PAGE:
Aurora Borealis features highly on the bucket lists of many travellers and avid explorers. Back in January, we wrote a post about visiting the Northern Lights which explained how we have entered the 'Solar Max' period and the year 2013 being the best time to see the lights in 50 years. In this post, we are going to share some travel tips and advice for those of you who are planning a Christmas or Winter trip to try and catch a glimpse of this beautiful natural sight.
They are unpredictable. The best time to get a chance of viewing them is on a clear night, during September to April at any time from 6pm to 6am. An Aurora forecast can be helpful is planning the best times to see the Lights, however even then these can be unpredictable and inaccurate at times. Sometimes the forecast may say that there is high activity and you will not see a thing, whereas on the other hand it could say no activity and they will be clearly visible. You just have to be open-minded.
The Arctic weather can change suddenly and like the Lights themselves, is unpredictable. You may end up waking to a perfectly clear sky only for it to change to rain, snow, sleet, sunshine again and finish off with high winds. This is pretty normal behaviour within the Arctic Circle. Clear skies do hold the best viewing times for the Northern Lights, although again we must stress that they are unpredictable and you may find that a heavy snow brings them to the sky.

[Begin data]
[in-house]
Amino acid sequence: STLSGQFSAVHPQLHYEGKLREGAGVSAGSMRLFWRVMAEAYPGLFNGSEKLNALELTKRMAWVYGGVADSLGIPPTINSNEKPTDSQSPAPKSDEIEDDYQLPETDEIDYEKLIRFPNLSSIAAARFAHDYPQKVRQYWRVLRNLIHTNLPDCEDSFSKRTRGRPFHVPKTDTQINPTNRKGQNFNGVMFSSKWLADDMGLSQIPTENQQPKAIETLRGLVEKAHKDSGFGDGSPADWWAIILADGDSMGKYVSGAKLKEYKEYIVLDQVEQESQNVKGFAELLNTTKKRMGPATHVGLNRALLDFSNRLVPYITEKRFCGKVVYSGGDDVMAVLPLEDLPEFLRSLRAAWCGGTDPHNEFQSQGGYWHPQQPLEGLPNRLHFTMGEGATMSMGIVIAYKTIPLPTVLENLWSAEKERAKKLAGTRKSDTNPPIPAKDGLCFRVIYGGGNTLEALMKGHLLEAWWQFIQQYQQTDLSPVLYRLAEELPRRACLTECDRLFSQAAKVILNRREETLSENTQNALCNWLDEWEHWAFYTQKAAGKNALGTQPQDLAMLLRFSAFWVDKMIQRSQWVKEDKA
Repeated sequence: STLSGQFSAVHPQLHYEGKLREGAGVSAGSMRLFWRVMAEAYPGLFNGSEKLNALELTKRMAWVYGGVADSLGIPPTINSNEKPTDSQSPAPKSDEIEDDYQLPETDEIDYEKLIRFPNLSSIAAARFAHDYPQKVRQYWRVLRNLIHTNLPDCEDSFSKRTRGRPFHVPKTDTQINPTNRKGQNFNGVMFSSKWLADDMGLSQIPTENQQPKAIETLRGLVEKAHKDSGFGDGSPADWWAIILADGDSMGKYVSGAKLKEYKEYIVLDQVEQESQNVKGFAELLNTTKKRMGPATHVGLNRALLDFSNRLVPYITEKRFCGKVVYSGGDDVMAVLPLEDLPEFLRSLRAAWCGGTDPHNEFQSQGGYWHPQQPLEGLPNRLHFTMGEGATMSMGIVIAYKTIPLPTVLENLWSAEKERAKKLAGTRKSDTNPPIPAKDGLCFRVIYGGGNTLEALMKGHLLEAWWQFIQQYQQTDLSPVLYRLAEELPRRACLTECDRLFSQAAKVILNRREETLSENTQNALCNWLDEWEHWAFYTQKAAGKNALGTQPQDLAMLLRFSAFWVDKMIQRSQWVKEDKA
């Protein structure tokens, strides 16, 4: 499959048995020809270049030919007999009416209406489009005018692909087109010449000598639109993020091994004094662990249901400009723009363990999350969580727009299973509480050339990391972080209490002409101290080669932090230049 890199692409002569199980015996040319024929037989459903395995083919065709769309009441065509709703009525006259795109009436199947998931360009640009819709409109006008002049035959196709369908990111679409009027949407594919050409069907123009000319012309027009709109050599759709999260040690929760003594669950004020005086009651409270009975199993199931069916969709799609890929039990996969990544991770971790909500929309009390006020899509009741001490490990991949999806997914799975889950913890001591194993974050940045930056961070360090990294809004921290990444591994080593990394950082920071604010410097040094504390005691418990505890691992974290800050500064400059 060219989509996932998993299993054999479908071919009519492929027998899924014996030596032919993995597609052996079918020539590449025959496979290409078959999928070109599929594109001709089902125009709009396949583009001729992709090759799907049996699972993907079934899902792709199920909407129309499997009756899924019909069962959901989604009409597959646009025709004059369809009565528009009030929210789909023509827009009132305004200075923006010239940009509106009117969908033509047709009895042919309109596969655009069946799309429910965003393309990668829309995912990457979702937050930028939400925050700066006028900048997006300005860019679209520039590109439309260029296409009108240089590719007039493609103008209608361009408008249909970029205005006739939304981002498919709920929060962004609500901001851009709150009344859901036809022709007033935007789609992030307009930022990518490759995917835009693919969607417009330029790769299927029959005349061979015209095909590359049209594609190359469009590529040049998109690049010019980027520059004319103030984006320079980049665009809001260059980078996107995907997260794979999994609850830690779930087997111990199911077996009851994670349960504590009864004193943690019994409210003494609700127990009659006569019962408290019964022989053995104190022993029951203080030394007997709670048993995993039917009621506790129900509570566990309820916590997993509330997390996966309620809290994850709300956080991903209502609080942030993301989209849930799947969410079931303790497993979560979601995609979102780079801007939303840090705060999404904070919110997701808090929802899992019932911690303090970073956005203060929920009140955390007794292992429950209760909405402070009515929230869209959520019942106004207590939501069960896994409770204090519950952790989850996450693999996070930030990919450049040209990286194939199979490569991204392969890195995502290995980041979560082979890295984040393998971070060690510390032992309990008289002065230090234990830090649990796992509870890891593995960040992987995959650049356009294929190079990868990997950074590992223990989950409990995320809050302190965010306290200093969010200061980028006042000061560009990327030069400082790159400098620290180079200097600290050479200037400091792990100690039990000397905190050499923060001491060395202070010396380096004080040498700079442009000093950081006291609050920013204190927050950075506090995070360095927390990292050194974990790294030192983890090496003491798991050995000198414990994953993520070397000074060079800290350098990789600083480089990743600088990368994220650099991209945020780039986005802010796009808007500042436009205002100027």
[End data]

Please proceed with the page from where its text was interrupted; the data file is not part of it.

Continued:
Effort is essential when planning your trip as there are different places that provide the optimum chance of viewing them. Tour guides are a great way to make the most of your Winter trip if you are not sure of the best place to begin your search for the Lights. They have been chasing them for many years and know all the best places to go.
The lights are not always green, but in fact can be an array of different colours including hues of reds, pinks, blues, greys and even whites. The naked eye can see the green colour the easiest, however you may find that a grey colour against white clouds does not show up very well (and may even appear to be non-existent!) Cameras sometimes can pick up a stronger image of the Lights in these kinds of situations.
Don't be disappointed if you do not get to see the Northern Lights on your Winter trip. It is important to remember that you should not travel for the Lights alone, but instead for the destination. If you travel to a cold place purely to see the lights, you may feel disappointed and this can inevitably put a downer on the entire trip. Have the thought in mind that if you are lucky enough to see them, it is an added bonus to your holiday.
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